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'The Showtune Mosh Pit' for November 21st, 2012




by Paul W. Thompson

Overheard last weekend under the showtune

video screens at Sidetrack and The Call:

It’s a little more than a month away. Can you stand it? We’ve been eagerly awaiting this for a year now, if not for 27 years, and it’s almost here! I’m talking of course about the release of the film version of “Les Miserables,” arguably the most popular musical ever written and staged. And on Christmas Day, director Tom Hooper’s vision of Claude-Michel Schoenberg’s and Alain Boublil’s legendary version of Victor Hugo’s novel will finally hit big screens everywhere. For two more weeks, a well-received touring version of this show (not the original staging, but apparently a great one) is ensconced at our Cadillac Palace Theatre, and of course a theater-going and a movie-going experience are different. I say, enjoy both!

The chief buzz about this film is director Hooper’s decision to have all the actors sing live during every take of filming, singing to a piano accompaniment that was later replaced with an orchestra track. The results are raw, not pure, and visually connected to the sound in a way not usually experienced in a Hollywood musical. People seem thrilled by the trailers. And the cast itself is the second biggest buzz--Australian Tony winner Hugh Jackman and Australian Oscar winner Russell Crowe (vocal coached by Chicago’s Roberta Duchak, you remember) headline as Valjean and Javert, with the film world’s Anne Hathaway and Amanda Seyfried as mother and daughter, film oddities Helena Bonham Carter and Sacha Baron Cohen as the despicable Thenardiers, and the theater world’s Eddie Redmayne and Aaron Tveit as the young revolutionary heroes. London stage star Samantha Barks is Eponine the waif. Can you hear the people sing? Yes, you can. Or will, on December 25th.


Chicago’s legendary Music Box Theatre is offering a different kind of Hollywood movie musical experience this weekend, when the popular “Sing-a-long Sound Of Music” takes place on November 23, 24 and 25. “The Sound Of Music” is the most popular film musical ever made (so far!), starring Julie Andrews and Christopher Plummer and whole host of kids who became superstars to folks of my age (it came out the year I turned four). So go, and sing along! And there’s a costume contest, and who knows what else. “The Lonely Goatherd,” anyone? (Rhymes with “throat heard,” by the way.) Sounds like a blast!


Speaking of musicals with children, “Annie” has been revived on Broadway this fall, you know, with Tony winner Katie Finneran as Miss Hannigan and Australian stage star Anthony Warlow finally debuting on Broadway as Daddy Warbucks. So? Well, our very own Paramount Theatre in downtown Aurora is debuting its own production of the perennial pleaser tonight! I guess they had the rights secured before the Broadway production firmed itself up (like the Drury Lane Theatre did when they had “Ragtime” at the same time New York did). Ours will run through December 30, directed by Rachel Rockwell and starring young Caroline Heffernan in the title role. Christine Sherrill is Miss Hannigan, with Gene Weygandt as Daddy Warbucks and Maggie Portman as Lily St. Regis (like the Hotel!).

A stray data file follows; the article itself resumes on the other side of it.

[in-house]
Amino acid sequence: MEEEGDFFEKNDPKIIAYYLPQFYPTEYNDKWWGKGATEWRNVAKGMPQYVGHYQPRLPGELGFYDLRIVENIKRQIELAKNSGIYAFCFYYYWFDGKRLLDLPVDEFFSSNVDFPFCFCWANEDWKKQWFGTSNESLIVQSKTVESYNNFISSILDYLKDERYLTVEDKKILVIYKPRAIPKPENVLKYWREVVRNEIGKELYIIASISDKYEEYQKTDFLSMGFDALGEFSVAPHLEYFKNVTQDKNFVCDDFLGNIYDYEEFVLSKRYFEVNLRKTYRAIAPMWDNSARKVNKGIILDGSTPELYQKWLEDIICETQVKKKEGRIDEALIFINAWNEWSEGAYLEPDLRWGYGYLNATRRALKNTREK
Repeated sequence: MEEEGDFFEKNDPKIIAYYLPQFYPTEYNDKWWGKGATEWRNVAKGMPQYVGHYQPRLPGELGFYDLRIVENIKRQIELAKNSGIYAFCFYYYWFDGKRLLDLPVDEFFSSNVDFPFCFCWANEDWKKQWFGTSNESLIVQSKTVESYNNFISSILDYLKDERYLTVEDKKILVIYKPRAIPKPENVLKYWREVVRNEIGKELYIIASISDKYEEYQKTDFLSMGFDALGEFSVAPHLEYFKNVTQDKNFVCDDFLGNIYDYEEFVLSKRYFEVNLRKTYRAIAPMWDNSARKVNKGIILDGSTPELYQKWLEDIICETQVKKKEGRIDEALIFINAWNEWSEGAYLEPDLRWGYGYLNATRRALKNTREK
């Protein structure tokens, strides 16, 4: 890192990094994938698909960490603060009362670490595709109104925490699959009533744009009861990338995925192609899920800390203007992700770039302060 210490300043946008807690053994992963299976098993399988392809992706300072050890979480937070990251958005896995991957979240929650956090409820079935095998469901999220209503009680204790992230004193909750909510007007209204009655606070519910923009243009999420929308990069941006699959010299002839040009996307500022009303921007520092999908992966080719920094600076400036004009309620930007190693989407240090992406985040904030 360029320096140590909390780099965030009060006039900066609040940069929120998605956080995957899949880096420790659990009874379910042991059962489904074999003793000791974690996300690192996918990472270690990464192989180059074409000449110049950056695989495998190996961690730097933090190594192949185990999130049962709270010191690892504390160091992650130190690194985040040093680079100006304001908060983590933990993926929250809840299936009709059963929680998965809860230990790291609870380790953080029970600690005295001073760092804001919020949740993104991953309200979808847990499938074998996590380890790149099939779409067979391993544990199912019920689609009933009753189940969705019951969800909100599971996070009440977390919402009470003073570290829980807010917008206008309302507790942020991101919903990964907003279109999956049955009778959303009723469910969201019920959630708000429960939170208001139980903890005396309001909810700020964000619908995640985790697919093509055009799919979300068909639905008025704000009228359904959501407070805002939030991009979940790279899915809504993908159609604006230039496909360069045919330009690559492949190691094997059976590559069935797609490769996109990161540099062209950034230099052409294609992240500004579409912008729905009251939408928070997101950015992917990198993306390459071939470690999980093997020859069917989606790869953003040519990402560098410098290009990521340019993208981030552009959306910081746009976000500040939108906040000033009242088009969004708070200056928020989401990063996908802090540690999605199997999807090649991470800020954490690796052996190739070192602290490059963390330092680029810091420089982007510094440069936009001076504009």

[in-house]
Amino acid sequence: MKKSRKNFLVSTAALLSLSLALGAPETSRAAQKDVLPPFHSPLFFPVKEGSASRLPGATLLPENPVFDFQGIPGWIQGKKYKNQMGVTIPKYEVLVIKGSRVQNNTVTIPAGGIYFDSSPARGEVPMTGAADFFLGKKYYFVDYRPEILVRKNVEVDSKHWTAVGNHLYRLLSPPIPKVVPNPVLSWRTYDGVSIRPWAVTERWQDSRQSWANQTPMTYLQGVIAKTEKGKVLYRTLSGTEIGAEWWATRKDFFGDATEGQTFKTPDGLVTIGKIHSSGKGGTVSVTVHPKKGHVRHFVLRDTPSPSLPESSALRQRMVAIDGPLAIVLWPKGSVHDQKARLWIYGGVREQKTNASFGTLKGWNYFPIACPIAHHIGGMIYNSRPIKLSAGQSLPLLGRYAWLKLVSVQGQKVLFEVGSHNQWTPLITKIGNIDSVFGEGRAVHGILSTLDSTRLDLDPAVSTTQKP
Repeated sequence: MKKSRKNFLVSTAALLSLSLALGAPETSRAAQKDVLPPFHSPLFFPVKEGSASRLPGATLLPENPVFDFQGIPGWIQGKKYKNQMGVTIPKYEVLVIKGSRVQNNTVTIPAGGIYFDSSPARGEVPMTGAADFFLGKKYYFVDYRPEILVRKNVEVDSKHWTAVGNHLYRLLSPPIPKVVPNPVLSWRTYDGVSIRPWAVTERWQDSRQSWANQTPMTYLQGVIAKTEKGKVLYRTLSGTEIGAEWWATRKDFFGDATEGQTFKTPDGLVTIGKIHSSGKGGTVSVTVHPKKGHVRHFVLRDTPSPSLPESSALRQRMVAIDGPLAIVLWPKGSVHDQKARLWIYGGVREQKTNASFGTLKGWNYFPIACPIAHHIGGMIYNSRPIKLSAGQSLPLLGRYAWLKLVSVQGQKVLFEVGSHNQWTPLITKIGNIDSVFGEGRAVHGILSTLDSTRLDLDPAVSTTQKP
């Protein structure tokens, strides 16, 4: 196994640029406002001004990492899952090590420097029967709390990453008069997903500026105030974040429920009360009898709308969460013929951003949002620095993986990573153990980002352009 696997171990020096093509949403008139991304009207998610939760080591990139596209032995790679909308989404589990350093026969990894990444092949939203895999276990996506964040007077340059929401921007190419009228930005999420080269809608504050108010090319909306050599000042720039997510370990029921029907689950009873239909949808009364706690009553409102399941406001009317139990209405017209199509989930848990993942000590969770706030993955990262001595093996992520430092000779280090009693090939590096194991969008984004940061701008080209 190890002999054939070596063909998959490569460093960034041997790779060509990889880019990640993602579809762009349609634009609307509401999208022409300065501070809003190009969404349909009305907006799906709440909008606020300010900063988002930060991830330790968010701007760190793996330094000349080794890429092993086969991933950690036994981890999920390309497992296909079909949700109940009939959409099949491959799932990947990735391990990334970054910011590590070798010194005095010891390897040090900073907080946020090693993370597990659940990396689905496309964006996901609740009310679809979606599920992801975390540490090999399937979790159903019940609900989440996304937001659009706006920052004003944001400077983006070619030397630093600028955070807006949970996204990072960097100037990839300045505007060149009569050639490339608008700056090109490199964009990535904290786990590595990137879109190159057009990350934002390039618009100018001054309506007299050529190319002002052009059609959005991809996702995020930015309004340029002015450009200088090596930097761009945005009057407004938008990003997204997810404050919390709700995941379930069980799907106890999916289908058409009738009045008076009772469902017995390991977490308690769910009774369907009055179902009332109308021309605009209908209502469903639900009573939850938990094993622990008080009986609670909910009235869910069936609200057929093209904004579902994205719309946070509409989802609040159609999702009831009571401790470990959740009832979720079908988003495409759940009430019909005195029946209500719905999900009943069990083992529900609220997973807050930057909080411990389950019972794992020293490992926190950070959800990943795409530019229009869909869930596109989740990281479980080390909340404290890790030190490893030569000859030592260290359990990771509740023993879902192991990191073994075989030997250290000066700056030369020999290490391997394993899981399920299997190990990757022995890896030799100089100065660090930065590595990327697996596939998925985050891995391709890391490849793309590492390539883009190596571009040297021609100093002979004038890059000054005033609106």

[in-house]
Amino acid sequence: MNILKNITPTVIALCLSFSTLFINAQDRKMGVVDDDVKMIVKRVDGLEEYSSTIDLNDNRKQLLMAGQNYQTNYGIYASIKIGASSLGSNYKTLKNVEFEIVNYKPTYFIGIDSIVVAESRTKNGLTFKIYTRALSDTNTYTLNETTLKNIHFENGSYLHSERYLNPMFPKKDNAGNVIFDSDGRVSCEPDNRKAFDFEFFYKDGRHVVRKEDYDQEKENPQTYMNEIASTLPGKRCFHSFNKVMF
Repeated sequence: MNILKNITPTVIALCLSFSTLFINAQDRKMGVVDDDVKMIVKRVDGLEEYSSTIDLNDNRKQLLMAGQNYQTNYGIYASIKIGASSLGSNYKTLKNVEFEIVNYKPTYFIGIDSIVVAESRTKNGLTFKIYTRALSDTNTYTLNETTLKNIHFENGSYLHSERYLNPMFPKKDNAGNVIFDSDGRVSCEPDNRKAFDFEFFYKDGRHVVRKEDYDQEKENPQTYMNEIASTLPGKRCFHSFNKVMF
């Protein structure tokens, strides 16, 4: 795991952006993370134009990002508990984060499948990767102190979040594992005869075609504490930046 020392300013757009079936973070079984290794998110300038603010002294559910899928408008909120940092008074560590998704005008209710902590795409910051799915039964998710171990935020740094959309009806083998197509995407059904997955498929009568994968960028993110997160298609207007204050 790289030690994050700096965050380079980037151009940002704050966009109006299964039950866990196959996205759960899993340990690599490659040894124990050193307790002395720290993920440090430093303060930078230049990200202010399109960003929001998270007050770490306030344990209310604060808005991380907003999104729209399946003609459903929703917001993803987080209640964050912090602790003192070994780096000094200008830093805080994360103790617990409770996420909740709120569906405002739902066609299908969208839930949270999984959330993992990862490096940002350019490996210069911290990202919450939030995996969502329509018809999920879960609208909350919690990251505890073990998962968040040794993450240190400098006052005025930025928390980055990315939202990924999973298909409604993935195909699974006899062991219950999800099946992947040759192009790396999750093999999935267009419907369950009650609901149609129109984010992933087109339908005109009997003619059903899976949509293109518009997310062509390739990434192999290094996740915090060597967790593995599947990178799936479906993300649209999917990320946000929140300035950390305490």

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Paul W. Thompson Paul W. Thompson, a contributor to BroadwayWorld.com since 2007, is a Chicago-based singer, actor, musical director, pianist, vocal coach, composer and commentator. His career as a performer, teacher and writer is centered at Paul W. Thompson Music, located in Chicago’s historic Fine Arts Building, where he teaches the great songs of Broadway to the next generation of musical theater performers. A native of Nashville, Tennessee, Paul was raised in a family of professional musicians and teachers, steeped in classical, gospel, country, pop, sacred and show music. Dubbed a “thin, winsome lad” at the age of 13 by a critic for the Nashville Banner, he earned two degrees in musical theater (a B.F.A. with Honors from Baylor University and an M.M. from the University of Miami, Florida), plus an M.B.A. with Distinction from DePaul University. Paul’s memberships include Actors’ Equity Association, the American Guild of Musical Artists, the National Academy of Recording Arts and Sciences (proud voter for the Grammy Awards!), the National Association of Teachers of Singing and New York’s Drama League.

Moving easily between the worlds of classical music, religious music, classic pop and musical theater, Paul has appeared onstage or in the orchestra pit in concerts, musicals, operettas and operas in 30 states and in Europe, in a career spanning more than 35 years. His Chicagoland stage credits include “Forever Plaid” at the Royal George Theater and twenty mainstage productions at Light Opera Works. Paul joined the Chicago Symphony Chorus in 1995 (he was Tenor I Section Leader for four years and sings on two Grammy-winning recordings), and is one of Chicago’s foremost liturgical singers, marking 20 years as a member of the choir at St. James Cathedral (Episcopal) in 2011.He has composed and arranged a number of anthems, hymns and songs for worship and concert use, and collaborates on the creation of new works of musical theater. Paul can be found on Monday nights watching showtune videos at the world-famous Sidetrack nightclub, the inspiration for his weekly column, “The Showtune Mosh Pit.” His proudest achievement is that he has seen the original Broadway production of every Tony Award-winning Best Musical since “Cats.” No, really. Since “Cats!”

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